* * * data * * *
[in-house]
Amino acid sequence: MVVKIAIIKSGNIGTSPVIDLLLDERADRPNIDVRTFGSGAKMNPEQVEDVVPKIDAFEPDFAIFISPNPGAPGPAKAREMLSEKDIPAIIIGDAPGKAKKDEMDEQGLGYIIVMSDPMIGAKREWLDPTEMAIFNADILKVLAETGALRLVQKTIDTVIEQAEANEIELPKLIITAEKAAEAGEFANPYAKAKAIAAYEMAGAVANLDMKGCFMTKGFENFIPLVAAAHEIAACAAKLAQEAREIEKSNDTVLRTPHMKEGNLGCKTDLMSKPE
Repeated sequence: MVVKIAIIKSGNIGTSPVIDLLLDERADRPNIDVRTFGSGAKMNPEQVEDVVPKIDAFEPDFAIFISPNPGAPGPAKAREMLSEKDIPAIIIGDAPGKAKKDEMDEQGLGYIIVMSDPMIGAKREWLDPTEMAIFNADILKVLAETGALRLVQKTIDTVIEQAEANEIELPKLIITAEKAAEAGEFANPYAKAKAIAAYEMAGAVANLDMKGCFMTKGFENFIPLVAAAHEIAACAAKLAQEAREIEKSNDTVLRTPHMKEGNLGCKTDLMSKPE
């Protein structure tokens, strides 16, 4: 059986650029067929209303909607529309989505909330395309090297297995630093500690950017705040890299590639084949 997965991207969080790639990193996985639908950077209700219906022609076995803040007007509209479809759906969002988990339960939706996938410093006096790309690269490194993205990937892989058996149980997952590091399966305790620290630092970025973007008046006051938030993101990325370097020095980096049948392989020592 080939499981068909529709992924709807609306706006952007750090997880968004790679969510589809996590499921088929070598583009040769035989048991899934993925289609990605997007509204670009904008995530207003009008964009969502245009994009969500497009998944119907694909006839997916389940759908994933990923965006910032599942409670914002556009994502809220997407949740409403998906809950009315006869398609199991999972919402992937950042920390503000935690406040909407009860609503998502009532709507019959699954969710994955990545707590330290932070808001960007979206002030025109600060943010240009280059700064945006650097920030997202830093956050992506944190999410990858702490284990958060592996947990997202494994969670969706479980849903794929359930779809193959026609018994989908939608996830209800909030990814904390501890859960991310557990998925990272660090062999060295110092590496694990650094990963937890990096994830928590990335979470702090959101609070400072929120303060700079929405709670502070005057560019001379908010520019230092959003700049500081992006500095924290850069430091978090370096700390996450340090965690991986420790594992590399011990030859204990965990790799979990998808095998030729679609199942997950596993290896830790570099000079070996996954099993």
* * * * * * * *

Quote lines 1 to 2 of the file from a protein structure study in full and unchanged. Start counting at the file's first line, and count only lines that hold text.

[in-house]
Amino acid sequence: MVVKIAIIKSGNIGTSPVIDLLLDERADRPNIDVRTFGSGAKMNPEQVEDVVPKIDAFEPDFAIFISPNPGAPGPAKAREMLSEKDIPAIIIGDAPGKAKKDEMDEQGLGYIIVMSDPMIGAKREWLDPTEMAIFNADILKVLAETGALRLVQKTIDTVIEQAEANEIELPKLIITAEKAAEAGEFANPYAKAKAIAAYEMAGAVANLDMKGCFMTKGFENFIPLVAAAHEIAACAAKLAQEAREIEKSNDTVLRTPHMKEGNLGCKTDLMSKPE